The Mount Sinai Health System announced today data from an innovative medical-legal pilot program that proactively identifies and provides free, civil legal services to patients in underserved communities who have unaddressed legal needs to improve their health outcomes. Developed by the Mount Sinai Medical-Legal Partnership (MSMLP) and Mount Sinai Health Partners IPA, LLC (MSHP) in collaboration with New York Legal Assistance Group (NYLAG)’s LegalHealth Division (LegalHealth) and Healthfirst, the data-driven program offers a template for other healthcare systems to address health-harming legal needs (HHLN) facing the communities and patient populations they serve. read more
“The doctor just wrote your discharge orders – you’re ready to leave the hospital and go home.” That’s great to hear if you’re actually prepared.
Smiling senior man talks with a friendly nurse in a hospital hallway. The nurse is pushing the man in a wheelchair.
However, what if you’re stunned at the notion that you’re well enough, or well-prepared enough, to leave? You had surgery yesterday and there’s no one to change your bandage at home. You’re confused about which medications to take, or why. You don’t have a follow-up appointment, you’re not sure who to call if problems arise and you feel sick, weak and helpless. read more
The World Health Organization just launched a new app that you can think of as ‘another tool in the toolkit’ for your skin safety.
We caught up with Tampa resident Manuel Criollo as he spent the morning with his four granddaughters at their local splash pad.
They always use a lot of sunscreen.
“Before we go out and even when we are home and they play in the yard,” Criollo said.
He’s lived in Tampa for decades and takes skin protection seriously.
“It’s very important to me because of the damage the sun can do to the skin. Cancer nowadays, you’ve got to be aware of it,” he said.
Dr. Vernon Sondak, chair of Moffitt Cancer Center’s Department of Cutaneous Oncology, showed us how the new World Health Organization’s app called SunSmart Global UV works.
“We think that anything that brings attention to the dangers of overexposure to ultraviolet light from the sun is helpful,” said Dr. Sondak. read more
The FDA has sent out an alert for parents and caregivers of infants who consume infant formula advising them to stop using “homemade” infant formula from Plug Heist Trap House.
The manufacturer was marketing this product as an infant formula with no product labeling and did not submit the required pre-market notification to the FDA. Homemade infant formulas have not been evaluated by the FDA for safety and may lack nutrients vital to an infant’s growth. read more
U.S. health regulators on Tuesday classified the recall of some backup batteries of GE Healthcare’s ventilators, which the company had initiated in mid-April, as the most serious type, saying that their use could lead to injuries or death.
The CARESCAPE R860 ventilator’s backup batteries, including replacement backup batteries, were recalled as they were running out earlier-than-expected, which could cause the device to shut down preventing the patient from receiving breathing support, the U.S. Food and Drug Administration said.
The CARESCAPE R860 ventilators use the main power via a wall plug to operate and the device’s backup battery is meant to keep it running in situations such as patient transport. read more
The wait is finally over.
On Saturday, the Centers for Disease Control and Prevention Director Dr. Rochelle Walensky signed off on Covid vaccines for the youngest Americans. Her endorsement means shots can begin immediately, finally ending the two-and-a-half year wait on the part of parents of children under 5.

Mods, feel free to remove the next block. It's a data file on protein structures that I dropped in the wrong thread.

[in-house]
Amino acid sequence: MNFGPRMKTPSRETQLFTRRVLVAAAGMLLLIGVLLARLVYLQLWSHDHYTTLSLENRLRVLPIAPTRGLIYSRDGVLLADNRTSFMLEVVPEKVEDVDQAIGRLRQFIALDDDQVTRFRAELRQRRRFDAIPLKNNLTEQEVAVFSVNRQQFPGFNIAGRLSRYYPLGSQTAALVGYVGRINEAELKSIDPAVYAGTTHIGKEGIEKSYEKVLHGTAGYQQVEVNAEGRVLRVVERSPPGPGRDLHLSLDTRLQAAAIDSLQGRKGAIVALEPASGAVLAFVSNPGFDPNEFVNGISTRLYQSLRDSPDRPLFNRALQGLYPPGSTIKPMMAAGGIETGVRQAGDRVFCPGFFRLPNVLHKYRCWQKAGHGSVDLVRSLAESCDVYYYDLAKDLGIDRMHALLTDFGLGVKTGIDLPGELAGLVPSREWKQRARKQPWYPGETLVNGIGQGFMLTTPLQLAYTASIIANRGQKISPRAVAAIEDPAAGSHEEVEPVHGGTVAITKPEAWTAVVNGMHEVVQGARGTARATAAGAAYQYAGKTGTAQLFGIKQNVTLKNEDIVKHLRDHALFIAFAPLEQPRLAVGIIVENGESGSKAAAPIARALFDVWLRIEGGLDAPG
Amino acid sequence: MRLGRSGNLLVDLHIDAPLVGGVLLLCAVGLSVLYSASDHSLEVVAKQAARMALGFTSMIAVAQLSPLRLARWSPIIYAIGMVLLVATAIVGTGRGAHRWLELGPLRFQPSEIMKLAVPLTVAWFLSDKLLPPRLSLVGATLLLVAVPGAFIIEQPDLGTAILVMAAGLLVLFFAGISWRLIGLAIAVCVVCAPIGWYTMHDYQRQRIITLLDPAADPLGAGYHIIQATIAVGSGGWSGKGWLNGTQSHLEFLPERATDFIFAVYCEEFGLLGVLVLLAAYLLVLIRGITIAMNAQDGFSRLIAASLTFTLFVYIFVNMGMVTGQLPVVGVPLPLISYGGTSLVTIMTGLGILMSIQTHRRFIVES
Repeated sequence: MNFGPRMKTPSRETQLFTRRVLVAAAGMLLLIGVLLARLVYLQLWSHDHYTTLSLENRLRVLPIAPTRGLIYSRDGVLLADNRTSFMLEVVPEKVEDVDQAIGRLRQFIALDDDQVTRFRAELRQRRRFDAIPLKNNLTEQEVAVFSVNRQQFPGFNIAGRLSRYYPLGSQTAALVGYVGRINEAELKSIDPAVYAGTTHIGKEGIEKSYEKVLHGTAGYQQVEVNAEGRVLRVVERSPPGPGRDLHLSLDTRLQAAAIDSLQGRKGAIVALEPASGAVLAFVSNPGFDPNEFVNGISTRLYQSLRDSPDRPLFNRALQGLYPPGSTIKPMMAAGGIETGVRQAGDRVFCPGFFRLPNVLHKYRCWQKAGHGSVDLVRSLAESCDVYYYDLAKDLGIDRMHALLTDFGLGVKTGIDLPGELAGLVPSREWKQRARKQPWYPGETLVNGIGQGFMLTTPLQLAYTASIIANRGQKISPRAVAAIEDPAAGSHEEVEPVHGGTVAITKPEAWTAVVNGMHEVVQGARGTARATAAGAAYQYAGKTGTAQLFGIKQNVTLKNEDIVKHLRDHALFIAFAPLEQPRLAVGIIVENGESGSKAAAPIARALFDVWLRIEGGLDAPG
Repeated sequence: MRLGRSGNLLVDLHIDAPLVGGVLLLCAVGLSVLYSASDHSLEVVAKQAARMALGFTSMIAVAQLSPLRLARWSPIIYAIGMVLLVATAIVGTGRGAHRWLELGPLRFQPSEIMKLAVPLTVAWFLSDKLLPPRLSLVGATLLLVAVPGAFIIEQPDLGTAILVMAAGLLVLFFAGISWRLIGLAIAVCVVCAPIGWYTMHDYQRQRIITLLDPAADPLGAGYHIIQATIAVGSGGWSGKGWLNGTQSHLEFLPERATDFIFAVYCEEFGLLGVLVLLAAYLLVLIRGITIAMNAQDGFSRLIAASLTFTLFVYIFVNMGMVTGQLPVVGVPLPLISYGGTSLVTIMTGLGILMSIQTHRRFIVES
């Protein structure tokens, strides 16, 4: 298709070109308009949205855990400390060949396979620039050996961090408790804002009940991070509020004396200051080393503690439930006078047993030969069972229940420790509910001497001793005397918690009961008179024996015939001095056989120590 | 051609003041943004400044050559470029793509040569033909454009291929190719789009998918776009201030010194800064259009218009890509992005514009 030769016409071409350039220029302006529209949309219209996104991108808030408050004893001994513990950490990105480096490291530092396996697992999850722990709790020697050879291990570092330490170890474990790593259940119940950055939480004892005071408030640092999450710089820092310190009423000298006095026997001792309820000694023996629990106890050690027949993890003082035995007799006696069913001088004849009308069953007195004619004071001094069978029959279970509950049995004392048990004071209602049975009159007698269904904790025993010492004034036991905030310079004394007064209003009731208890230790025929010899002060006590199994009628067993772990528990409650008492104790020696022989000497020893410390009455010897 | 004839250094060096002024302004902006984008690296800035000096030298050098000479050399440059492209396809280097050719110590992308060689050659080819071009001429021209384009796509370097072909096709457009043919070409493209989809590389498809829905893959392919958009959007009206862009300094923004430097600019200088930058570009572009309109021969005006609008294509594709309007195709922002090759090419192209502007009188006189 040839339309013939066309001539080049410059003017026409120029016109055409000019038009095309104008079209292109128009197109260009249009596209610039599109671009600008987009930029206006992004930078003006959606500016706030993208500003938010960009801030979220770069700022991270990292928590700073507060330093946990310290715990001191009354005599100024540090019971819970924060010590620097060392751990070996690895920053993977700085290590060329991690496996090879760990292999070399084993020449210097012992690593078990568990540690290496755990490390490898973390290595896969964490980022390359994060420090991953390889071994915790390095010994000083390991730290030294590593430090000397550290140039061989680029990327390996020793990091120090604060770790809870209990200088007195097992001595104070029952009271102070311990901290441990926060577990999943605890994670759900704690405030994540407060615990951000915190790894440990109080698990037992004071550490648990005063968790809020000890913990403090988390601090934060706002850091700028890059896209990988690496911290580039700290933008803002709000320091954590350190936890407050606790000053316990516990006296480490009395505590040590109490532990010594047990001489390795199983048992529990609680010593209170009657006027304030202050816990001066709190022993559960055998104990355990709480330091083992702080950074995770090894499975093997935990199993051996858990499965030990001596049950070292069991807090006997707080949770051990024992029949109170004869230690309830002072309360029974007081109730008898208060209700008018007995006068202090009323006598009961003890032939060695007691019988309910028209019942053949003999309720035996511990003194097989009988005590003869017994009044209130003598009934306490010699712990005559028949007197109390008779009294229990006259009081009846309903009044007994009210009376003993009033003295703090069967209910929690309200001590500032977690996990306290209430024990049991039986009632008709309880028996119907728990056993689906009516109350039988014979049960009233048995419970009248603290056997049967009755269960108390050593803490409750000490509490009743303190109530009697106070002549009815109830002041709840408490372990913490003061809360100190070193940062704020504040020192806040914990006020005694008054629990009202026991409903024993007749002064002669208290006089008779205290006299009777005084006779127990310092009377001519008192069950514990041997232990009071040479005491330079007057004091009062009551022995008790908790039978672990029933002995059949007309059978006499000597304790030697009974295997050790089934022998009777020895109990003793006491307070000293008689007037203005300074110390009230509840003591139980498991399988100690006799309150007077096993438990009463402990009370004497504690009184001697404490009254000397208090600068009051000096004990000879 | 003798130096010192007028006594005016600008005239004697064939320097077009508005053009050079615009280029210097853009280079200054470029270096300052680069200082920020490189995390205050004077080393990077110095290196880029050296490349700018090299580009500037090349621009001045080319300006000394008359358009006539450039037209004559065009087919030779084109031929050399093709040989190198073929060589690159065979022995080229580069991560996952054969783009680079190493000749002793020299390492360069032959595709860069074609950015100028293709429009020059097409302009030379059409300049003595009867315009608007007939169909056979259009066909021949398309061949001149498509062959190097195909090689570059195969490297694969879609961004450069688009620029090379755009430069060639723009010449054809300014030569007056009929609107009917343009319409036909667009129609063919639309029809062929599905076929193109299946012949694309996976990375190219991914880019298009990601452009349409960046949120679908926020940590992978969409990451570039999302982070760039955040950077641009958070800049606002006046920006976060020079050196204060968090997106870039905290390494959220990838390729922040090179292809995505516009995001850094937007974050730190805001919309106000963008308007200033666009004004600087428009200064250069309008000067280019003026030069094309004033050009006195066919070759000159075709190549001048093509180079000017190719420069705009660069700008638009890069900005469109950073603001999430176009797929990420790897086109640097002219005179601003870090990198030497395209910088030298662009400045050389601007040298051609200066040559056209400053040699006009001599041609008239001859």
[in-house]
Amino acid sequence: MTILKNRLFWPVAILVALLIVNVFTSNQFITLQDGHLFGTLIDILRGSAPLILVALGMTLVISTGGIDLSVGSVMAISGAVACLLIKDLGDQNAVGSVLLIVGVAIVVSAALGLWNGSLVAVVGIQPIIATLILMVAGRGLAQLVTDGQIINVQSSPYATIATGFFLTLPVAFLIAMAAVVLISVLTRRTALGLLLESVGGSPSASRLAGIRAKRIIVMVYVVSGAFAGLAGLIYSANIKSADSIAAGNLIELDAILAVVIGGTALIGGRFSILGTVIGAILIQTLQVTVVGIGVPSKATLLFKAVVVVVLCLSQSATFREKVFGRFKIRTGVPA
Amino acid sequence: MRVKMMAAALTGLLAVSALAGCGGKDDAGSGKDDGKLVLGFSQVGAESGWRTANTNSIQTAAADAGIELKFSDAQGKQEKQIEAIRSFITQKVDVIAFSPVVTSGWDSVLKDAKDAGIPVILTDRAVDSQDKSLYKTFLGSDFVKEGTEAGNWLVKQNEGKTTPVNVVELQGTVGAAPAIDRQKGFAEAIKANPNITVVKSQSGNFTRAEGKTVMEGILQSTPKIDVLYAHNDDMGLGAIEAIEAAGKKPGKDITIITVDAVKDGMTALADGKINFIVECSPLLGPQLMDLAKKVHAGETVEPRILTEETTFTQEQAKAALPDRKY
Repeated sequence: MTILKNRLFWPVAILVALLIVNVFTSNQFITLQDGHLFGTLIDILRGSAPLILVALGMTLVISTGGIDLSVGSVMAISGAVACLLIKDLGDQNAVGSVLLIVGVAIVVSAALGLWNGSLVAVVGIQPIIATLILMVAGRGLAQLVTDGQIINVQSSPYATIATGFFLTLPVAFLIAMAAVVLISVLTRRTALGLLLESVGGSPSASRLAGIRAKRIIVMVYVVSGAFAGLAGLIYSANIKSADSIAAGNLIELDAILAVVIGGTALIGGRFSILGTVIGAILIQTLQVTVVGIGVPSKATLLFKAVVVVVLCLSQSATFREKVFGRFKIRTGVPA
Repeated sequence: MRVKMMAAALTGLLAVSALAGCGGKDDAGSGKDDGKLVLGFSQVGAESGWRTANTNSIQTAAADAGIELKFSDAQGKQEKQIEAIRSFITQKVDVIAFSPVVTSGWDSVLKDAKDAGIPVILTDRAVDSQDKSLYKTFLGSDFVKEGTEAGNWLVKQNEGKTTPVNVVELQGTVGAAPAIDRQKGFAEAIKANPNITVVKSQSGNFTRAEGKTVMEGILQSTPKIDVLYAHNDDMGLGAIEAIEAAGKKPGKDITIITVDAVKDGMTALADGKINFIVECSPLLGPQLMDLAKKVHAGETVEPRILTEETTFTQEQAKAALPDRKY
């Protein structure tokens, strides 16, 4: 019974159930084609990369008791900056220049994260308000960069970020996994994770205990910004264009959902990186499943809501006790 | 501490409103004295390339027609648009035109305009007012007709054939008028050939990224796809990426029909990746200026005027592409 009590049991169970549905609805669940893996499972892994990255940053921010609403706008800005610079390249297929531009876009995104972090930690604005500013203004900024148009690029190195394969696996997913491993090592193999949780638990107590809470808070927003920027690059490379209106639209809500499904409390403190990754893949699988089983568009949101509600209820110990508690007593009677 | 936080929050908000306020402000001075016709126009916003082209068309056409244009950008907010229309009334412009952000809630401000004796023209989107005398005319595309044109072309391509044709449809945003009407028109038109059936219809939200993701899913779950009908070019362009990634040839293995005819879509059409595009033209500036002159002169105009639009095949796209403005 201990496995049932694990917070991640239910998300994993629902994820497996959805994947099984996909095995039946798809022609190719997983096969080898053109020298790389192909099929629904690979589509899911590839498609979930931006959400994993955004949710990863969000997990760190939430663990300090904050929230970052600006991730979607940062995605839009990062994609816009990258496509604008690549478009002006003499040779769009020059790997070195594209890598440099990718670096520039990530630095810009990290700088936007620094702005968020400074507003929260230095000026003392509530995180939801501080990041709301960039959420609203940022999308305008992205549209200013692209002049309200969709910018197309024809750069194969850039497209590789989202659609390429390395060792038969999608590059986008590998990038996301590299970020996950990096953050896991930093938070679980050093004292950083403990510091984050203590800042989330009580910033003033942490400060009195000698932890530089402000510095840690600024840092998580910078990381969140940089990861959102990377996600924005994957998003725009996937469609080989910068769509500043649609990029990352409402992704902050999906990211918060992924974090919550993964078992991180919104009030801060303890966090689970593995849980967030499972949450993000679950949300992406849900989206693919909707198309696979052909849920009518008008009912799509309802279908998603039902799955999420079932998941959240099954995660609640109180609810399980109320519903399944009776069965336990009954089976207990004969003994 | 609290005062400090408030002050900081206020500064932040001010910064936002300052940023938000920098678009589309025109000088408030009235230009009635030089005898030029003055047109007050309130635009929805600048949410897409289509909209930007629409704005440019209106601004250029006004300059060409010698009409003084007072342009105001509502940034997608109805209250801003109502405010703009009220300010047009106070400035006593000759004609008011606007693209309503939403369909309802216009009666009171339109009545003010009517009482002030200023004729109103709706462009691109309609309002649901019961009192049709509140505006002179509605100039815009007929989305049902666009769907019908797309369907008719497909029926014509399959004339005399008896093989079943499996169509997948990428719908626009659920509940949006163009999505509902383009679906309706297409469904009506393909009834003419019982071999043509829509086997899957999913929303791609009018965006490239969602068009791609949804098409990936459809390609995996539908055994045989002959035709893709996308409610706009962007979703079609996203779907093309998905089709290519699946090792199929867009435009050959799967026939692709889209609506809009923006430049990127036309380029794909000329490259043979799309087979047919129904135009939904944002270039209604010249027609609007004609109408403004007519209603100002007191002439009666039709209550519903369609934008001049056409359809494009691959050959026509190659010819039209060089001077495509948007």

Walenksy accepted the recommendation within hours after the CDC advisory committee voted unanimously in favor of the Pfizer-BioNTech and Moderna vaccines for children as young as 6 months. A Centers for Disease Control and Prevention advisory committee on Saturday endorsed Pfizer-BioNTech and Moderna’s Covid-19 vaccines for the youngest children, the last step before CDC Director Dr. Rochelle Walensky could issue her final sign-off. read more
Johnson & Johnson said Wednesday that it is recalling five of its sunscreen products after some samples were found to contain low levels of benzene, a chemical that can cause cancer with repeated exposure. Traces of benzene were detected in dozens of popular sunscreens and after-sun products, according to tests conducted by online pharmacy and lab Valisure.
The Occupational Safety and Health Administration issued an emergency temporary standard Thursday that healthcare employers specifically must abide by to better protect workers from the spread of COVID-19.
On my walks through pre-pandemic Shanghai in late September 2019, around every corner I stumbled upon everyday scenes of older people’s integration into the fabric of the city and community life.
People with full heads of gray hair rode bikes and sat in front of storefronts, chatting with neighbors and eating meals from large metal bowls. An old woman whizzed by in a motorized wheelchair alongside scooters in the street. At Fuxing Park, grandpas tended to grandchildren and older men bounced spinning disks in a game of diabolo.
The LA area plant that makes the iconic “Dodger Dogs” is experiencing an outbreak of COVID-19 that continues to multiply exponentially, according to LA County public health records examined by the NBC4 I-Team.
At least 779 workers at the Farmer John meat processing plant in Vernon have been infected with COVID. That’s double the number of cases reported just six weeks ago.
The United Food and Commercial Workers (UFCW) Local 770 — which represents most of the workers there — says more than half the plant has tested positive for the virus.
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